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Terrorism & Security

South African authorities prepare to deport hundreds of immigrant workers

The deportations follow a string of xenophobic attacks. The crackdown began on as South Africa moved to convene negotiations between Zimbabwe's warring political parties.

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A report in The New York Times indicated that Somalis, Ethiopians, and Zimbabweans were the worst hit by the recent attacks and displacements.

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South Africa has 48 million people. It is hard to find a reliable estimate of the number of foreigners in the mix. Most certainly, not all immigrants push ahead of South Africans economically. But Somalis and Ethiopians have proved themselves successful shopkeepers in the townships.
Zimbabweans, who make up this country's largest immigrant group, benefited from a strong educational system before their homeland plunged into collapse, sending an estimated three million across the border to seek refuge here. Schoolteachers and other professionals — their salaries rendered worthless by Zimbabwe's hyperinflation — come to work as housekeepers and menial laborers.

The targeting of immigrants from Zimbabwe and other African countries is not a recent phenomenon, however, and extends well before recent election-related violence in Zimbabwe heightened the region's political instability. According to a Human Rights Watch report released in February 2007, South African officials were regularly arresting and deporting undocumented migrant workers while commercial farmers routinely violated their labor rights.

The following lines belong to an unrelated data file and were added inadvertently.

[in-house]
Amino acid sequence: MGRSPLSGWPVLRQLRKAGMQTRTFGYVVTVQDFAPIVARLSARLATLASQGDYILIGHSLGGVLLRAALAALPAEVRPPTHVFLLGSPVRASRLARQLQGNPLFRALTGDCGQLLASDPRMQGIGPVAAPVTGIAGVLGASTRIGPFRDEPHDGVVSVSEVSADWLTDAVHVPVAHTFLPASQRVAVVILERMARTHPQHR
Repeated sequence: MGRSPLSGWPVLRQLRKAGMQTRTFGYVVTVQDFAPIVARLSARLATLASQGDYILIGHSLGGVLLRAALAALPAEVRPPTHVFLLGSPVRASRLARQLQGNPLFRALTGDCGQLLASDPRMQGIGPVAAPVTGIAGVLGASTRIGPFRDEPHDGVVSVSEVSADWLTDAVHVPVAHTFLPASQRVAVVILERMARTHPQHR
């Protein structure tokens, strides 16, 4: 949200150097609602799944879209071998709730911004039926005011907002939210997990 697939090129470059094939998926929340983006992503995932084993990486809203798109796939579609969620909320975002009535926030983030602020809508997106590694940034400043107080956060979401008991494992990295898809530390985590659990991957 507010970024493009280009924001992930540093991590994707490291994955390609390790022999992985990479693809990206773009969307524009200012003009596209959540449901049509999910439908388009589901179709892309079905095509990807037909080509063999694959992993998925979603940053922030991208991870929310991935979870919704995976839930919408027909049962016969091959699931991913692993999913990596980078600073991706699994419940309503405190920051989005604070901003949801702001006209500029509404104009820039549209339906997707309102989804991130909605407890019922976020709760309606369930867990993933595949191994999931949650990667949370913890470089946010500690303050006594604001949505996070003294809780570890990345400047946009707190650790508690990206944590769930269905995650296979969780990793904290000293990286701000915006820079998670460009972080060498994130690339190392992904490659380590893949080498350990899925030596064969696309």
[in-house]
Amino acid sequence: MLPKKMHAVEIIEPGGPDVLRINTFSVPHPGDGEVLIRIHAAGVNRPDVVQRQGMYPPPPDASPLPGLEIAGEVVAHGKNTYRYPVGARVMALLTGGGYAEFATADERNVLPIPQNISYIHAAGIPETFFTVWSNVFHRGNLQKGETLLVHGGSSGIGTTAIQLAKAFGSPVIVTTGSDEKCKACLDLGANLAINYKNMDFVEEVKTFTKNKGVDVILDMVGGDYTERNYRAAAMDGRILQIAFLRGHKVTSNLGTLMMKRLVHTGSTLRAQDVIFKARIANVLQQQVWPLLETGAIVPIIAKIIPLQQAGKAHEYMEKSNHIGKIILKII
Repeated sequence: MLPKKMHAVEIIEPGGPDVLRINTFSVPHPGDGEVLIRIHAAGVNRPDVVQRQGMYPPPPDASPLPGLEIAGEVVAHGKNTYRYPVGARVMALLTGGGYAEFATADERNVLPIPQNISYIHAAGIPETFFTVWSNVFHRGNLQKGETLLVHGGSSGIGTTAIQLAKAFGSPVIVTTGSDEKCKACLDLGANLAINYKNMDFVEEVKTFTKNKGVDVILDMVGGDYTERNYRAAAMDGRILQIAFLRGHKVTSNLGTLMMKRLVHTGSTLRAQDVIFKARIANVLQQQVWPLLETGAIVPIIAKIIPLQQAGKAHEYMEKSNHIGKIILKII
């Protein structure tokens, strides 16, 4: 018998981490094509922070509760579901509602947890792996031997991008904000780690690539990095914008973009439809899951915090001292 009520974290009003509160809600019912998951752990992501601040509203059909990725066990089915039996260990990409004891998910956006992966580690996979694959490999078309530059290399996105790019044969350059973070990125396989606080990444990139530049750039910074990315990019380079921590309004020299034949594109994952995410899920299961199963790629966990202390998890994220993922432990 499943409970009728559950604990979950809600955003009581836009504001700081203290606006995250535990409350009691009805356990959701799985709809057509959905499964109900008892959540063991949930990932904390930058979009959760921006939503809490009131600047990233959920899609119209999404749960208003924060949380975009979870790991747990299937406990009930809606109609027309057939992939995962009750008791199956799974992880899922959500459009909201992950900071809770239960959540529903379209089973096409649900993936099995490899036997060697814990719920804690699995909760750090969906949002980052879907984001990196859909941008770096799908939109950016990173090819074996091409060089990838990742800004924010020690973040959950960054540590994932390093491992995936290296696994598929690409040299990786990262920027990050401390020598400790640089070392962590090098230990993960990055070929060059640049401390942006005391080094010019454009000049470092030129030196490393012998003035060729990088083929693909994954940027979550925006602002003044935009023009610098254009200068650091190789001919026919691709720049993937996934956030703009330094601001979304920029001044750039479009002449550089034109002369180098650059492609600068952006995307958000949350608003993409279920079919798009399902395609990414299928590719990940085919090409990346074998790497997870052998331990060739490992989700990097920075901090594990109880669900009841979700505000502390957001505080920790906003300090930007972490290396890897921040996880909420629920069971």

The 115-page report ... documents how state officials arrest, detain and deport undocumented foreign migrants, particularly those from Zimbabwe and Mozambique, in ways that contravene South Africa's immigration law. The report also details how commercial farmers ignore basic employment law protections even when they employ documented foreign migrants and South Africans....
Due to deteriorating political and economic conditions at home, as many as 3 million Zimbabweans are in South Africa seeking work and asylum. The South African government's visa requirements for Zimbabweans, coupled with the Zimbabwean government's lack of capacity to issue passports, make Zimbabweans particularly likely to be undocumented and thus vulnerable to arrest, detention, and deportation in South Africa.
As a result of the increase in the number of Zimbabwean deportees in recent years and the decline in the number of Mozambican deportees, Zimbabweans now surpass Mozambicans as the largest group of deportees from South Africa.

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